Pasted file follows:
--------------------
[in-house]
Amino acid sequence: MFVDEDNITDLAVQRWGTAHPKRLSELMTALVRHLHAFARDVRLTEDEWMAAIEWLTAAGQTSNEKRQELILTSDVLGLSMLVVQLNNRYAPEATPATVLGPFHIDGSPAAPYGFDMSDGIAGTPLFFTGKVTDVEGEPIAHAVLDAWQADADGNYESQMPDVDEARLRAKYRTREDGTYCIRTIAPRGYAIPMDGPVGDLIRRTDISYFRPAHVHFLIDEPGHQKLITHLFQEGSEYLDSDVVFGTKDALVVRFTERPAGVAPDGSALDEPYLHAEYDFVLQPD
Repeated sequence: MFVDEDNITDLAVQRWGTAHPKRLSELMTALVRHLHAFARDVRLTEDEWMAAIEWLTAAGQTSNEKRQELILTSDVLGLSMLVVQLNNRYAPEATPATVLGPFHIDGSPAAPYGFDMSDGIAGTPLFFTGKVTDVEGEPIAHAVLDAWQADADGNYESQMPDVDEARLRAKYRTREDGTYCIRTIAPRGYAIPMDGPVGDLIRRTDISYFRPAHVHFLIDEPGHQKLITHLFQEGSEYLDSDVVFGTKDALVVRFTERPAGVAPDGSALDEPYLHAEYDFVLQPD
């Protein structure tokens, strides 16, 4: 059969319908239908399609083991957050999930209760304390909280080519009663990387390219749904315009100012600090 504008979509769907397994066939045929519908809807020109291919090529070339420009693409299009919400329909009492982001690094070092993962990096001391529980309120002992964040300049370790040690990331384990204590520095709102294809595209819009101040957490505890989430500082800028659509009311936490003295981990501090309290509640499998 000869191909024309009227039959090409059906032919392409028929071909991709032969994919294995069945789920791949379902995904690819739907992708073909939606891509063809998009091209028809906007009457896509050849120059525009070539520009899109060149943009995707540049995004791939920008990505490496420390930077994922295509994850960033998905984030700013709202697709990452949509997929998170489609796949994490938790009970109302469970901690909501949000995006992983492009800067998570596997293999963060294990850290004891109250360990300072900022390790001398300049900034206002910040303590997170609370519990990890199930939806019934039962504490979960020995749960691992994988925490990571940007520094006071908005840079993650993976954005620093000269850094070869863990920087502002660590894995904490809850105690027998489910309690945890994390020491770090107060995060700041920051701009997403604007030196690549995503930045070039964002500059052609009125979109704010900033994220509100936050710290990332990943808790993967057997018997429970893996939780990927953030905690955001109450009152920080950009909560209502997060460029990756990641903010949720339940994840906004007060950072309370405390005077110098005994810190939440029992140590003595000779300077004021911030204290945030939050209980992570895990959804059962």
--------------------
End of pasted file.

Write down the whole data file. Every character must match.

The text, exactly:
[in-house]
Amino acid sequence: MFVDEDNITDLAVQRWGTAHPKRLSELMTALVRHLHAFARDVRLTEDEWMAAIEWLTAAGQTSNEKRQELILTSDVLGLSMLVVQLNNRYAPEATPATVLGPFHIDGSPAAPYGFDMSDGIAGTPLFFTGKVTDVEGEPIAHAVLDAWQADADGNYESQMPDVDEARLRAKYRTREDGTYCIRTIAPRGYAIPMDGPVGDLIRRTDISYFRPAHVHFLIDEPGHQKLITHLFQEGSEYLDSDVVFGTKDALVVRFTERPAGVAPDGSALDEPYLHAEYDFVLQPD
Repeated sequence: MFVDEDNITDLAVQRWGTAHPKRLSELMTALVRHLHAFARDVRLTEDEWMAAIEWLTAAGQTSNEKRQELILTSDVLGLSMLVVQLNNRYAPEATPATVLGPFHIDGSPAAPYGFDMSDGIAGTPLFFTGKVTDVEGEPIAHAVLDAWQADADGNYESQMPDVDEARLRAKYRTREDGTYCIRTIAPRGYAIPMDGPVGDLIRRTDISYFRPAHVHFLIDEPGHQKLITHLFQEGSEYLDSDVVFGTKDALVVRFTERPAGVAPDGSALDEPYLHAEYDFVLQPD
């Protein structure tokens, strides 16, 4: 059969319908239908399609083991957050999930209760304390909280080519009663990387390219749904315009100012600090 504008979509769907397994066939045929519908809807020109291919090529070339420009693409299009919400329909009492982001690094070092993962990096001391529980309120002992964040300049370790040690990331384990204590520095709102294809595209819009101040957490505890989430500082800028659509009311936490003295981990501090309290509640499998 000869191909024309009227039959090409059906032919392409028929071909991709032969994919294995069945789920791949379902995904690819739907992708073909939606891509063809998009091209028809906007009457896509050849120059525009070539520009899109060149943009995707540049995004791939920008990505490496420390930077994922295509994850960033998905984030700013709202697709990452949509997929998170489609796949994490938790009970109302469970901690909501949000995006992983492009800067998570596997293999963060294990850290004891109250360990300072900022390790001398300049900034206002910040303590997170609370519990990890199930939806019934039962504490979960020995749960691992994988925490990571940007520094006071908005840079993650993976954005620093000269850094070869863990920087502002660590894995904490809850105690027998489910309690945890994390020491770090107060995060700041920051701009997403604007030196690549995503930045070039964002500059052609009125979109704010900033994220509100936050710290990332990943808790993967057997018997429970893996939780990927953030905690955001109450009152920080950009909560209502997060460029990756990641903010949720339940994840906004007060950072309370405390005077110098005994810190939440029992140590003595000779300077004021911030204290945030939050209980992570895990959804059962």